“The truth is that there was no legal pledge of the mortgages as security for the notes,” Lowe adds in the complaint. “There are no mortgage pledges on file in the public record, and Cleveland and Hale admitted under oath during the bankruptcy case that there were no such documents.”

Investors held on to their notes for years, Roberts said. Instead of paying for the notes at maturity, New Opportunities rolled them into a new note “over and over again”, he added. The initial investments could therefore have been made many years ago.

Lowe says investors were also offered higher interest rates if they deferred interest payments until the loans matured. This would have allowed Cleveland and Hale to collect mortgage payments for years without having to pay interest to investors. It also allowed the couple to hide from investors that they were not collecting enough mortgage payments to cover the interest owed to investors.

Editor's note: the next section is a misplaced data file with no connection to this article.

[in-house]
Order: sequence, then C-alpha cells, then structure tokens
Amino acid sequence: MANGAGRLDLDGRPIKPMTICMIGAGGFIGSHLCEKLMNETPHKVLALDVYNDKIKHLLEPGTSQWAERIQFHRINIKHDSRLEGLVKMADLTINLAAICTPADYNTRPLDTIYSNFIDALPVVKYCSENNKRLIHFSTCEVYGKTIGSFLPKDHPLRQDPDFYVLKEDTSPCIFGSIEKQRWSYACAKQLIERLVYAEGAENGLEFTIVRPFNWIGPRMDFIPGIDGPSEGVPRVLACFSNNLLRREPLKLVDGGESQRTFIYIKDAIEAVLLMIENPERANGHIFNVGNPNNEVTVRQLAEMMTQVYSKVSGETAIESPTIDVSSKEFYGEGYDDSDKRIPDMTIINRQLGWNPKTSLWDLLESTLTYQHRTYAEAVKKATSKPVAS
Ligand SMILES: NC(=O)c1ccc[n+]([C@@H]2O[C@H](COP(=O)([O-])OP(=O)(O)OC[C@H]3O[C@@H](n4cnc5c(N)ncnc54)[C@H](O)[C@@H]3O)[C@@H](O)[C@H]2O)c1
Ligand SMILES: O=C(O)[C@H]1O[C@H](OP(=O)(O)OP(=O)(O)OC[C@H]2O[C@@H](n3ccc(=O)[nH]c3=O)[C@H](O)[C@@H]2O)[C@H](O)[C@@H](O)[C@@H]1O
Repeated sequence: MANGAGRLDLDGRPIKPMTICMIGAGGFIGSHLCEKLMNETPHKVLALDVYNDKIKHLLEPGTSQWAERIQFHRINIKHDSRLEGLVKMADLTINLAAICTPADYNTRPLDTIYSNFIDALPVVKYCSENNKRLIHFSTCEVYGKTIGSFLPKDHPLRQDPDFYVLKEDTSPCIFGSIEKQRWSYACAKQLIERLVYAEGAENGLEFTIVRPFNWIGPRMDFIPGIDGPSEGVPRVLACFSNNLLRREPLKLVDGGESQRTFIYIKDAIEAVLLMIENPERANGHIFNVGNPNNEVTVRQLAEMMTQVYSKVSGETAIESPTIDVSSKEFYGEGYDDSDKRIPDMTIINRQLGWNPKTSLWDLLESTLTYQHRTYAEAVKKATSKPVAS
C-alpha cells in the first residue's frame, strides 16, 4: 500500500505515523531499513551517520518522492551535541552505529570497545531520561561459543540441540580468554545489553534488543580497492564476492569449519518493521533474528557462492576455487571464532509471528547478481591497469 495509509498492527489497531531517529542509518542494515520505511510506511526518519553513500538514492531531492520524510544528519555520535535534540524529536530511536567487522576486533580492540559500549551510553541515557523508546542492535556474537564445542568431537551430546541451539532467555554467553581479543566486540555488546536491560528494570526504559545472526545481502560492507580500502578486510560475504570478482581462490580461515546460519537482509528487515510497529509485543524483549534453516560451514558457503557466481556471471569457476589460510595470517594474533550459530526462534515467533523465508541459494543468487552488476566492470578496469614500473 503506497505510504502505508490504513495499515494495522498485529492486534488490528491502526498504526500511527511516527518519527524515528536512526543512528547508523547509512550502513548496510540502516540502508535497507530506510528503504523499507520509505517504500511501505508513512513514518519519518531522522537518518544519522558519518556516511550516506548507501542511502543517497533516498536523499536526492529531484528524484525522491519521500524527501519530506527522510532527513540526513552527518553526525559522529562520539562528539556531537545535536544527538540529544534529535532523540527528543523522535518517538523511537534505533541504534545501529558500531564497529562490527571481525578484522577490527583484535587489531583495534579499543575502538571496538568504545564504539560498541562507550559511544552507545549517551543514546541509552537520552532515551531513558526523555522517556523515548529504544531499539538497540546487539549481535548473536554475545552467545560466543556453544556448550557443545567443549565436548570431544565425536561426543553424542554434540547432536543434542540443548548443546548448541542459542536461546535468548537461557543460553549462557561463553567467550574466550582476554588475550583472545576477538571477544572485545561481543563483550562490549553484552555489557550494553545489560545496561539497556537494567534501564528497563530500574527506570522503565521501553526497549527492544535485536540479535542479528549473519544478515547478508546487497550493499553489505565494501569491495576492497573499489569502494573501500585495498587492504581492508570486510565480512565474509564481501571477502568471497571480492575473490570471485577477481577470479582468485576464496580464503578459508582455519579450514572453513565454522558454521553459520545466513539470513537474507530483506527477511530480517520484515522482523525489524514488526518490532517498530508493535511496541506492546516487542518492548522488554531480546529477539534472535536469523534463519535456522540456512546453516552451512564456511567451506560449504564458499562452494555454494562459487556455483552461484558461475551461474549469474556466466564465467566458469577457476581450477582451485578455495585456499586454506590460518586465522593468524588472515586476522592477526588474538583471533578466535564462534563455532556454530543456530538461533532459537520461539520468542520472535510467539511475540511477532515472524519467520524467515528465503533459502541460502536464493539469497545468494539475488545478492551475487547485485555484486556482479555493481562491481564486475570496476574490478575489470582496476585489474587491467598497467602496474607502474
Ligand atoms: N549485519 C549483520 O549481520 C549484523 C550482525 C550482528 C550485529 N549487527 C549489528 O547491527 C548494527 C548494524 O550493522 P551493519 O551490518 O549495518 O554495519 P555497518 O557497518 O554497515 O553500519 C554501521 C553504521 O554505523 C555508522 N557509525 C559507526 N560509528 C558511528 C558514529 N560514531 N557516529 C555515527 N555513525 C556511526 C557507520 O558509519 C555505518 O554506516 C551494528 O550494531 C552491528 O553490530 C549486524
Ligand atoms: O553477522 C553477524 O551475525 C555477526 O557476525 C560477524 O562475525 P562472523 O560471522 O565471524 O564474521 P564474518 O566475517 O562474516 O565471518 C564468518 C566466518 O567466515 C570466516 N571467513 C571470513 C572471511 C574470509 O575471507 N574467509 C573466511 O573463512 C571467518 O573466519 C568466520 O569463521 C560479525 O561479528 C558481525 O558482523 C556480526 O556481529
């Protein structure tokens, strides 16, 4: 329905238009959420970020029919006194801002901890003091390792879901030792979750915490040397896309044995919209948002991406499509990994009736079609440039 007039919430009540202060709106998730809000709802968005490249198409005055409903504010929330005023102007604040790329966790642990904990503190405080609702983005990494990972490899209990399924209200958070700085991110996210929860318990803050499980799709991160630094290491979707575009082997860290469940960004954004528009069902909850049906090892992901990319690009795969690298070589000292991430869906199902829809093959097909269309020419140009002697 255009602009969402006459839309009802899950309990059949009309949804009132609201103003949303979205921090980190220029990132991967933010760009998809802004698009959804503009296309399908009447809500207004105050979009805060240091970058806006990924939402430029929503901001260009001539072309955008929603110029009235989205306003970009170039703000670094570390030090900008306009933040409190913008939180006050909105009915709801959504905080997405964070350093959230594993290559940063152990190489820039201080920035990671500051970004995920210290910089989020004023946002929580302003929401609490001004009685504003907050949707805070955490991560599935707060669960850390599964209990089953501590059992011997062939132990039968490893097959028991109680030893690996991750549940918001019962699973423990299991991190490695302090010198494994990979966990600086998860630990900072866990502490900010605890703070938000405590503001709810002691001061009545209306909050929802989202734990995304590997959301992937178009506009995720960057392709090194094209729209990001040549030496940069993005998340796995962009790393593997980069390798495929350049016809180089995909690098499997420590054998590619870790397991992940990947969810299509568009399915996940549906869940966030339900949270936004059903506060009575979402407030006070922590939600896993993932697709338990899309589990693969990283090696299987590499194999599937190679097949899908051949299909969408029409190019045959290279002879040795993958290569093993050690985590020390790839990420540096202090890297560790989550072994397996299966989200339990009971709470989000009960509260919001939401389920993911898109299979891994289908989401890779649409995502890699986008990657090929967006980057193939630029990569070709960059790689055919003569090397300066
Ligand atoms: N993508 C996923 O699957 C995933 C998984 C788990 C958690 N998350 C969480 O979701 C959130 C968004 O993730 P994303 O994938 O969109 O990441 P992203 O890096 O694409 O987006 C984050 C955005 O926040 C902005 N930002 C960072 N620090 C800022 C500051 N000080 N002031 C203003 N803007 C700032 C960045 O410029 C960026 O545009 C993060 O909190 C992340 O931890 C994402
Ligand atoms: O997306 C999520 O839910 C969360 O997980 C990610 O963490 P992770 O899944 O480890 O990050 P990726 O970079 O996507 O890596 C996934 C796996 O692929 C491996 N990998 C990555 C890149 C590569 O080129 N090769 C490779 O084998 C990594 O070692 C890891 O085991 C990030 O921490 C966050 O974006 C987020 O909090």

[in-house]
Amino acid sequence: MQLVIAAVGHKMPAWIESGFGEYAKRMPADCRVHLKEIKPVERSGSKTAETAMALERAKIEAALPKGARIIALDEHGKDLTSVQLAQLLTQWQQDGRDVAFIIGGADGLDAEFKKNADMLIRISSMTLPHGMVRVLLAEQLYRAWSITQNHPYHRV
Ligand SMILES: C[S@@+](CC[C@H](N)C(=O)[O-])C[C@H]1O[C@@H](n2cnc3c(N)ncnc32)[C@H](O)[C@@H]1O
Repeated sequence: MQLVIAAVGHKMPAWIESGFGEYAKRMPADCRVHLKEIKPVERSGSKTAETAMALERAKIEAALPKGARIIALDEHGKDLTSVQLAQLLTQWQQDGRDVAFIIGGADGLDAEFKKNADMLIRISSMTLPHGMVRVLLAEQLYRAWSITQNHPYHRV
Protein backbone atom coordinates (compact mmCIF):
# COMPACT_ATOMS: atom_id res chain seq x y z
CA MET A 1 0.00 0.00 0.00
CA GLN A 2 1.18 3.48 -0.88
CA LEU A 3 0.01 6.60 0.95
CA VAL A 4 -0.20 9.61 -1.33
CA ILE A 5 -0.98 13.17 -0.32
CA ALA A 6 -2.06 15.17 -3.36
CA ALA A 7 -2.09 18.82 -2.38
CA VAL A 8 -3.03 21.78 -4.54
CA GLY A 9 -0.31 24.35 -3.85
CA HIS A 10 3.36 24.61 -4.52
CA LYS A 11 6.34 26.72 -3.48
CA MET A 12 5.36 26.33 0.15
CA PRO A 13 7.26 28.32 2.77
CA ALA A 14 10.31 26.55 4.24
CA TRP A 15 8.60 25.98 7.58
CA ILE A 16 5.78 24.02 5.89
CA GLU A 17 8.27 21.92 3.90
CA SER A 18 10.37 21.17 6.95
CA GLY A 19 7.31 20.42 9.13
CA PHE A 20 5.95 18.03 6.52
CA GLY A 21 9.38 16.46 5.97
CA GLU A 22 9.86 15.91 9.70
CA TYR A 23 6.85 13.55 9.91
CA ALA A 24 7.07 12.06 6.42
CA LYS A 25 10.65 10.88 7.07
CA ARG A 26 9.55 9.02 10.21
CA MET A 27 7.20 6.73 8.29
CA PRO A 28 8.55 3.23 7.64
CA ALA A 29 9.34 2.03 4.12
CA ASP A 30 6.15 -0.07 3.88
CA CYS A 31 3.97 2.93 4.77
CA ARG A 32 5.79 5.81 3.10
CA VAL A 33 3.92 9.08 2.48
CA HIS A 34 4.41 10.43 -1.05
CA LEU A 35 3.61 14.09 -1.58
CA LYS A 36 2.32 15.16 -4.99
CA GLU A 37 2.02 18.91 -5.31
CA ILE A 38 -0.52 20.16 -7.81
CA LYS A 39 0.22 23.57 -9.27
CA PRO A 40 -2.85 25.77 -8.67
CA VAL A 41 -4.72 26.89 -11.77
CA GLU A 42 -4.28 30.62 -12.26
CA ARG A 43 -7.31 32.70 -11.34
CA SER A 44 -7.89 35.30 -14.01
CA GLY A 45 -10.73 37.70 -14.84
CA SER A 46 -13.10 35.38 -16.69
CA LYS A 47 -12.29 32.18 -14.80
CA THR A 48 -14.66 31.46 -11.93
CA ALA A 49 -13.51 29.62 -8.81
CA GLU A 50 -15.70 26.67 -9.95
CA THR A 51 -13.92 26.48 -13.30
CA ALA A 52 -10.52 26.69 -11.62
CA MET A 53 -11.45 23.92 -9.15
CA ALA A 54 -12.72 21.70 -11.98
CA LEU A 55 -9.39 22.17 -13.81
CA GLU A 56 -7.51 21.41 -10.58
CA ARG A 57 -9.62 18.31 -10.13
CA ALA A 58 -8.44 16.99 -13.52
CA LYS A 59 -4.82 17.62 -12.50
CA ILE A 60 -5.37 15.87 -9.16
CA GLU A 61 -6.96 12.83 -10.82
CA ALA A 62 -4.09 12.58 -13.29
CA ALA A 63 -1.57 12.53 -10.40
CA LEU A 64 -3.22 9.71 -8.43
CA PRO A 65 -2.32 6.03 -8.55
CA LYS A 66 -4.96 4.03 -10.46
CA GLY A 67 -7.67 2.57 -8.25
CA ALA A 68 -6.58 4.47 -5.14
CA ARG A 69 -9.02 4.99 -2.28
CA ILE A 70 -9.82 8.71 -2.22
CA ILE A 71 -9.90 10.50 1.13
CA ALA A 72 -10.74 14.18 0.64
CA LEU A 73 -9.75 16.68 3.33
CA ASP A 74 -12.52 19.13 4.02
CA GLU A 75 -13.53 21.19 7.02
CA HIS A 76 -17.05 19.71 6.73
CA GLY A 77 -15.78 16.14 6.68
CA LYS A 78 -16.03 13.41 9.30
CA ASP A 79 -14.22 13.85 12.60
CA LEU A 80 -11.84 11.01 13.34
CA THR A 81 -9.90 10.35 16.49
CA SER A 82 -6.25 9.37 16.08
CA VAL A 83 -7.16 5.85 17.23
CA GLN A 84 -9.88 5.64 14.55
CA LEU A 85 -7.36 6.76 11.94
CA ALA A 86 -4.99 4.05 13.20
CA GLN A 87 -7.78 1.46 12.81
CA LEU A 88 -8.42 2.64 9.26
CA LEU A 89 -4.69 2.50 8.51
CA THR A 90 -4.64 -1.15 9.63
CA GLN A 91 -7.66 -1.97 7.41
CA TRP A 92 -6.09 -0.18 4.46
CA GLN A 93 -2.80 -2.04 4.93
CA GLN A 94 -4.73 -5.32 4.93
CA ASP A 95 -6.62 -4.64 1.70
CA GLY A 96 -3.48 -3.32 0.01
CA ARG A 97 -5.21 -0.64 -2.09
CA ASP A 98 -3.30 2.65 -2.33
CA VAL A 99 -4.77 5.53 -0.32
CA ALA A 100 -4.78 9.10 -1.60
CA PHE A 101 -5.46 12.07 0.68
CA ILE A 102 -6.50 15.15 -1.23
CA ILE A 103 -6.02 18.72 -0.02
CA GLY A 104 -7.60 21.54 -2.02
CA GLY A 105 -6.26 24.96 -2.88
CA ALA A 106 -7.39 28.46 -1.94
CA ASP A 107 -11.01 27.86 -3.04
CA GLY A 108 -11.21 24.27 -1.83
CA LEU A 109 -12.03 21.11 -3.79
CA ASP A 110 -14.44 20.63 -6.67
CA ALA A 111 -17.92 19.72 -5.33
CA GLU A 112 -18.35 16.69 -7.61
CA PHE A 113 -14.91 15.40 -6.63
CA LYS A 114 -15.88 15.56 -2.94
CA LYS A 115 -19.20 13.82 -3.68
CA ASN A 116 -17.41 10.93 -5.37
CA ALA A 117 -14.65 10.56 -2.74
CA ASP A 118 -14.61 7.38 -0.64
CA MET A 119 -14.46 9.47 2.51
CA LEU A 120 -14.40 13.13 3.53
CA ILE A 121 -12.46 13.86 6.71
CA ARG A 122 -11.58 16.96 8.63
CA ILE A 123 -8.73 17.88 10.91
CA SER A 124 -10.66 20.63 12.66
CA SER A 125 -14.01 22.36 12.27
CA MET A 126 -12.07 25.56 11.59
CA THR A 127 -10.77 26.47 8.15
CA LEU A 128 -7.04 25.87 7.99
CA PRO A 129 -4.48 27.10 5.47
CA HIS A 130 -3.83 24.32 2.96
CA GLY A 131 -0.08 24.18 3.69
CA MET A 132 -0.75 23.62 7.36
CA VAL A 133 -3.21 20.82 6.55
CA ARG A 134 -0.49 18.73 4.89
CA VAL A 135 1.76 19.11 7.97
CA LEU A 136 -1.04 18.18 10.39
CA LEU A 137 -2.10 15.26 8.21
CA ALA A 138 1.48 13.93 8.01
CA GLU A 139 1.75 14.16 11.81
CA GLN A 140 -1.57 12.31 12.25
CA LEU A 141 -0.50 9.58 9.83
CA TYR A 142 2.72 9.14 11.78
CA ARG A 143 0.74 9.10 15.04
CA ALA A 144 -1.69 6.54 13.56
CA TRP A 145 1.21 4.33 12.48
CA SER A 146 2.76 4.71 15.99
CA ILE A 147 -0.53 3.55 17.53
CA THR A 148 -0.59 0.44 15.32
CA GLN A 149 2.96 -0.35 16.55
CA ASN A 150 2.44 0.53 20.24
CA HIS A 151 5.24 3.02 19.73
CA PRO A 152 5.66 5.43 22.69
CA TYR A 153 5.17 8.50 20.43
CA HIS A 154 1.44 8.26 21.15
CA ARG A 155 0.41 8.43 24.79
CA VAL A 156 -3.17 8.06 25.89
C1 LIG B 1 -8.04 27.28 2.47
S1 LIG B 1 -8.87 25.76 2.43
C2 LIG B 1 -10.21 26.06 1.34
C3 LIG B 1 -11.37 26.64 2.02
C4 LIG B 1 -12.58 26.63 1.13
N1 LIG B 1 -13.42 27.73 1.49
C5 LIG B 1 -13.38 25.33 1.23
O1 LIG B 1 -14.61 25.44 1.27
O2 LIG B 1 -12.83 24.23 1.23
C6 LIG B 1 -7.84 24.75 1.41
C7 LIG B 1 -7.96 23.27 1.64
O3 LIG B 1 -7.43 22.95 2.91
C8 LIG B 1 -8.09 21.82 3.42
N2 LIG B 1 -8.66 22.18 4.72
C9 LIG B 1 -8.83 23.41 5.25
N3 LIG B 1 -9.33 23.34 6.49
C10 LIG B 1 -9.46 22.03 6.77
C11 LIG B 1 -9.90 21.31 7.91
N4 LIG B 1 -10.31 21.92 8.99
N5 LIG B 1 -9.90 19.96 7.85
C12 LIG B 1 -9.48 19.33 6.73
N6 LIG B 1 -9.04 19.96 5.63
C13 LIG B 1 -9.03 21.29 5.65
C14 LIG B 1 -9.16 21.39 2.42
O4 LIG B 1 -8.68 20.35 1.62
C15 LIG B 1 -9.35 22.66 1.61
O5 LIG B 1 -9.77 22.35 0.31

Cleveland and Hale suggested investors take money out of their retirement funds and invest it in new opportunities.

“Ponzi scheme”

Instead of investor funds being used to purchase mortgages, Cleveland and Hale admitted under oath that they had used the money to pay interest on the notes.

“It fits the classic definition of a Ponzi scheme: tricking investors into believing the business is profitable and that their investments are succeeding by secretly using new investment dollars to pay existing investors,” the report says. Lowe’s trial.

The balance of the mortgages should have been greater than the balance of the money New Opportunities got from the investors, said Roberts, the attorney for 35 investors. Yet he only declared $5.7 million in assets and more than $31.5 million in investor notes.

“We don’t know if they’ve ever had $32 million in mortgages,” Robert said. “They could have been under water all the time because they borrow money and issue mortgages, and they don’t pay the money back. They just pay interest and roll the notes.

Lowe says he was unable to determine when the value of the mortgages fell below the value of the amount owed on the notes held by investors.